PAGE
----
Challenges and achievements together with rewards and badges are regularly used in various fitness and healthcare apps as well.
These gamification elements are regularly used in various fitness apps. Actually, badges are not something new. For example, they are used by various rehabilitation programs. This is why badges are one of the most common elements of gamification in healthcare. Despite it, the foregoing gamification elements are used as well. Rating systems in fitness apps, various challenges, and achievements could be integrated into healthcare apps.
Summing up all the above, we can conclude that gamification is a universal tool to increase user engagement, that can be used in any industry.
The best way to find out how can gamification upgrade various industries - is to look at gamification in apps in the context of different industries.
In fact, this industry is probably the best one for gamification integration, which actually become a trend already. First of all, gamification in eLearning helps to better concentrate on the subject. As a great addition, it is easier to learn in the form of a game.
Moreover, most of the eLearning platforms use gamified user interfaces. In this case, it is not only easier to interact, with but also helps to increase the targeted audience, such as kids. Various quizzes, interactives, rating boards, and other gamification elements help to make the routine tasks more enjoyable.
Also, gamification in eLearning also exists in a form of full-fledged games. For example, Triviador is a simple online game with elements of strategy, where to capture new territories the player must answer correctly all the questions for a mini-quiz. Such an approach empowers the will to learn new facts and to study better in order to succeed. Thus, gamification could become a great addition to adaptive learning.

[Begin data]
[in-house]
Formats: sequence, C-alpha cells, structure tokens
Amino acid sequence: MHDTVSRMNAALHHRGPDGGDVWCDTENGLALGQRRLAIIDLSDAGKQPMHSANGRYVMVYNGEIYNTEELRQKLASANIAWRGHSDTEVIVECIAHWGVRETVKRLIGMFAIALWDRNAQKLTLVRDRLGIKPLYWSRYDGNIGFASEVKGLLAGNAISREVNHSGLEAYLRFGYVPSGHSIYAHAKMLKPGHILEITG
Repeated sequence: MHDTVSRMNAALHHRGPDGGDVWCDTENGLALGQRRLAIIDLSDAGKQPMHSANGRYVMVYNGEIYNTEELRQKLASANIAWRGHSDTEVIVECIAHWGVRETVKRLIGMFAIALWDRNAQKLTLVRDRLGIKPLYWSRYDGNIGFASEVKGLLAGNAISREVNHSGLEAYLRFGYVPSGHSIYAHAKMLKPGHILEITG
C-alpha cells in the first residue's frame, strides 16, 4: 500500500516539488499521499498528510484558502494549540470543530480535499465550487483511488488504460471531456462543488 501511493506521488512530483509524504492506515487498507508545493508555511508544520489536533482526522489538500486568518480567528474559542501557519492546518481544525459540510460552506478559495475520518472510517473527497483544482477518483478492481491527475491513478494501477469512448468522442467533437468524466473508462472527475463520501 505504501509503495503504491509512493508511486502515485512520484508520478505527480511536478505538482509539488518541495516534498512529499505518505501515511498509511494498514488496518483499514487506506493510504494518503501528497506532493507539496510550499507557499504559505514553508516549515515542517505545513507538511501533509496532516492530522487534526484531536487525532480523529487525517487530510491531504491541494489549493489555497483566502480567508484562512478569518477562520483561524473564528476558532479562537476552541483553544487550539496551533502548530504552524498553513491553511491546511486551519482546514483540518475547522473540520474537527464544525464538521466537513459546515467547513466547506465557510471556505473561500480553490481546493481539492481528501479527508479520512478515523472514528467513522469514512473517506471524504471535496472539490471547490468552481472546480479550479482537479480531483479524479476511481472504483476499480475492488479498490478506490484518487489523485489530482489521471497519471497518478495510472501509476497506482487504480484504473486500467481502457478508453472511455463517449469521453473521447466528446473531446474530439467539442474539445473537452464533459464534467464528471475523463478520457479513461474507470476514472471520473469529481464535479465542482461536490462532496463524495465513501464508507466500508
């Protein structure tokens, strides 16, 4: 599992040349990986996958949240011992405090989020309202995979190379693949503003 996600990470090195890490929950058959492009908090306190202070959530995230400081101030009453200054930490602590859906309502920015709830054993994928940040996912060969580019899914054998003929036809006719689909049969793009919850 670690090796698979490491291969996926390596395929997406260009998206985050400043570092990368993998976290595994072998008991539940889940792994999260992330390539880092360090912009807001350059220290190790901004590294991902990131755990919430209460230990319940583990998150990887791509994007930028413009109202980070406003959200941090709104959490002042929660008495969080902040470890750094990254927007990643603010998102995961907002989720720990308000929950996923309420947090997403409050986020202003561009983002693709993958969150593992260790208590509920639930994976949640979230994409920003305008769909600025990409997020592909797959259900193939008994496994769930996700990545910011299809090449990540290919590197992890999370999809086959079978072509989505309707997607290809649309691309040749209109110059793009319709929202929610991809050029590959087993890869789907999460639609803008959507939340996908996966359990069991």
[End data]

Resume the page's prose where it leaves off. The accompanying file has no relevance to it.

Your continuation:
As an addition to the already mentioned cases, gamification in eCommerce also works as a great additional tool for advertising. There are many different advertising campaigns, that used gamification as a tool to attract attention and create a competitive component. For example, Nike once created an animated “Winter’s Angry” interactive, which allowed the visitors to play a minigame on their website. This minigame also had a scoring system, giving its top users a chance to buy limited products such as T-shirts, worn by some famous athletes, etc.
Both the examples have impacted the popularity and activity on the platforms and increased user engagement by providing them options to control.
Despite giving additional motivational tools such as rewards and badges for the people who quit bad habits, gamification in Healthcare helps to simpy learn very important things that can help save lives.
For example, there are various Healthcare educational games for kids. Unfortunately, most of them are not popular due to poor development. Nevertheless, the idea of creating a healthcare app to teach children how to react in various emergencies is actually in high demand.
Gamification in Healthcare is not only for children. For example, MindMaze is a game, that is created to help people with their rehabilitation and recovery, packing the exercises in the form of a game. So, the players will keep training themselves with fun.
Instead of using gamification in apps, the creators of the Fortune City created an actual game, which corresponds to and works based on its users’ spending. In fact, it takes the gamification in finance to a new level. Spending money and playing this game not only increases user engagement but uses it as an instrument to show their expenses and teach them how to decrease and deal with them. In other words, it is a more advanced financial tracker than others.
Actually, there are dozens of similar cases, when the game is used as a basis for finance learning. The other example is Financial Football. It allows users to play American football, but all the decisions are made based on your answers to the quiz, which appears every time the decision has to be made. Moreover, the creators made leaderboards and lecture sessions, so the visitors will be motivated to learn about finance and have an access to all the needed information.
So, the answer to the question: “How gamification elements might upgrade various industries?” is easy. It is obvious that gamification is a great tool to increase user engagement and advertise your product, no matter which specific industry it belongs to. Of course, gamification is not the essential feature but it is a very powerful instrument if you know how to use it.
Moreover, gamification is already a tendency and it keeps growing. Most gamification elements are easy to implement and the impact they can make is worth trying.
Our developers will gladly help you to decide which elements worth to be integrating into your product or just answer the question you may have.